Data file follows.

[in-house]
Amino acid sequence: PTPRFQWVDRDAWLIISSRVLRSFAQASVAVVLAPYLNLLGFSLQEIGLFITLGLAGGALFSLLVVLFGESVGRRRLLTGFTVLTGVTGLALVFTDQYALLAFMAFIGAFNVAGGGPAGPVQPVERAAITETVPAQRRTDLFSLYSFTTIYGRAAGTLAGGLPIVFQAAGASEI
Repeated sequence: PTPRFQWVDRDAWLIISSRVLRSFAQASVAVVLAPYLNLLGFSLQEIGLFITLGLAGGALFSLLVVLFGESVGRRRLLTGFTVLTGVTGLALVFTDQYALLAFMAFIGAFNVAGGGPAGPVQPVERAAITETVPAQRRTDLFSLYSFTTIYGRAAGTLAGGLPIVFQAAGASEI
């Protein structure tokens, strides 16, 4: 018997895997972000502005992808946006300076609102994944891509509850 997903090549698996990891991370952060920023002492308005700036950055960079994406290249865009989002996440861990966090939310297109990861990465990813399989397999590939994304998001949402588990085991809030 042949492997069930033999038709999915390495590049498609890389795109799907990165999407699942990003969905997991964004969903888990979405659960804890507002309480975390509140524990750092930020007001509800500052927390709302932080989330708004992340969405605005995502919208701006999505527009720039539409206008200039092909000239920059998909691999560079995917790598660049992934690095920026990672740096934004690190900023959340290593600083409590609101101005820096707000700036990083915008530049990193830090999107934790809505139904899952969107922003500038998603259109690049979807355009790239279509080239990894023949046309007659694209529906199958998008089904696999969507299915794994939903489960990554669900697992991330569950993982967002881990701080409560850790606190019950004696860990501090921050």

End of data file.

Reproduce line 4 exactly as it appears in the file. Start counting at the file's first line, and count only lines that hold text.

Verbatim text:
């Protein structure tokens, strides 16, 4: 018997895997972000502005992808946006300076609102994944891509509850 997903090549698996990891991370952060920023002492308005700036950055960079994406290249865009989002996440861990966090939310297109990861990465990813399989397999590939994304998001949402588990085991809030 042949492997069930033999038709999915390495590049498609890389795109799907990165999407699942990003969905997991964004969903888990979405659960804890507002309480975390509140524990750092930020007001509800500052927390709302932080989330708004992340969405605005995502919208701006999505527009720039539409206008200039092909000239920059998909691999560079995917790598660049992934690095920026990672740096934004690190900023959340290593600083409590609101101005820096707000700036990083915008530049990193830090999107934790809505139904899952969107922003500038998603259109690049979807355009790239279509080239990894023949046309007659694209529906199958998008089904696999969507299915794994939903489960990554669900697992991330569950993982967002881990701080409560850790606190019950004696860990501090921050």